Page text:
HARRISON, NY, October 4, 2012 – The Harrison Public Library Foundation (“HPLF”) released Thursday the results of a survey that compares how much money surrounding communities in Westchester and Connecticut have invested in their Library infrastructure over the past 15 years. Harrison resident and graphic designer, Anne Bernier of Bernier Designs, summarized the survey results in a map, which is attached.
The results unfortunately indicate that Harrison has dramatically underinvested in modernizing its Library infrastructure and has fallen behind surrounding communities, ranking 39 of the 42 communities surveyed.
The major capital improvements that HPLF was able to identify for Harrison were a $48,000 roof repair that occurred at the Downtown Branch in 2003 and a $167,000 renovation that occurred at the West Harrison Branch in 2006, for a total of $215,000, ranking Harrison 39 out of the 42 communities surveyed. Note that Harrison’s total investment amount is merely 4% of the average $5.8mm investment made by the group and 11% of the $1.9mm median investment.
Ross Halperin, Executive Director of the Harrison Public Library Foundation says: “We are very concerned with the continued antiquation of the Downtown Library facility and I think that every single person who owns property in Harrison should be too, whether you use the Library or not.” Halperin continues: “The good news is that we have a solution for this problem and we’d like to invite the community to come to the Downtown Library this Saturday, October 6th at 4pm as we unveil the details of this plan.”
According to Countrywide data, the average sales price for homes in Harrison has declined by -20.73% for the six-month period ending in June 2012 versus June 2011, making Harrison the worst performing real-estate market in Westchester County for that period. The average change in Westchester was -1.18%, showing that Harrison was clearly an underperformer. Surrounding communities that have invested significantly in their Library infrastructure over the past 15 years, such as Rye City, Mamaroneck, and Port Chester, showed improvements of +34.24%, +5.43%, and +22.99%, respectively. Note that the data in Harrison is based on the sale of 50+ homes in each measurement period.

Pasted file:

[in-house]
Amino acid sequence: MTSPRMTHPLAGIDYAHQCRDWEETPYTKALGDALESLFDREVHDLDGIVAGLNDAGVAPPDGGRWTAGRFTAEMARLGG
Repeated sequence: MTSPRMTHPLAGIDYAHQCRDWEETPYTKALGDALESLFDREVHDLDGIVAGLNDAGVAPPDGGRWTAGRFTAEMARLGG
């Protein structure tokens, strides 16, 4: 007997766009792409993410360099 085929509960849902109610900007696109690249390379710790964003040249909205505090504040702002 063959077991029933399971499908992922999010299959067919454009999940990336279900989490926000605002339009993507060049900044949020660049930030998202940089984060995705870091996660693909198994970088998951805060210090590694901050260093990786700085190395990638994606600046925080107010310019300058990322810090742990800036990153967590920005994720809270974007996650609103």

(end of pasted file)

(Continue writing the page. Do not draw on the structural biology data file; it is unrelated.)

Halperin continues to say that, “I believe that it is the Town Board’s responsibility to make the necessary investment in education, recreation, and culture to ensure that Harrison remains a preeminent community. Helping the private foundations leading this renovation effort is a cost-effective, one-stop shop for achieving that. The Library Trustees, who are excellent stewards of the Library, first identified a need to renovate the facility in 2004 and now, eight years later, it is time to give Harrison a facility it can be proud of.”
Leading local real estate broker Alix Prince of Julia B. Fee Sotheby’s International Realty, says,
“A good library would become a show piece to potential new families looking for a new home and a new town. It is a reflection that the town cares about its population, is interested in the well-being of residents, and the education of their children. It is a warm place to meet, greet, and learn. A new and improved library would weigh positively in the decision to purchase a home in Harrison.”
The methodology for collecting data for this survey was to reach out directly to Library Directors by phone or e-mail and to ask how much has been invested in their Library infrastructure over the past 15 years. The numbers are meant to include major capital projects and not to include minor maintenance-type expenditures, such as replacing a carpet or lights. While some Directors knew precisely how much was invested, others could only give estimates. The funds for these various capital projects came from a variety of sources, including bonds, grants, and private capital.
Funds for the planned renovation of the Halperin building are being raised by the Harrison Public Library Foundation and the Richard E. Halperin Memorial Fund.
The Foundations, along with the Library Trustees, will be hosting an event this Saturday, October 6th at 4pm at the Library to unveil, for the first time, architectural renderings of the new building, to introduce their Advisory Board and Junior Committee, and to premier a short movie about the project from local filmmaker Tony Coash.
For more information about the HPLF project and how to help, please visit, www.HPLF.org. No RSVP is necessary for the reception; please feel free to show up with friends and family.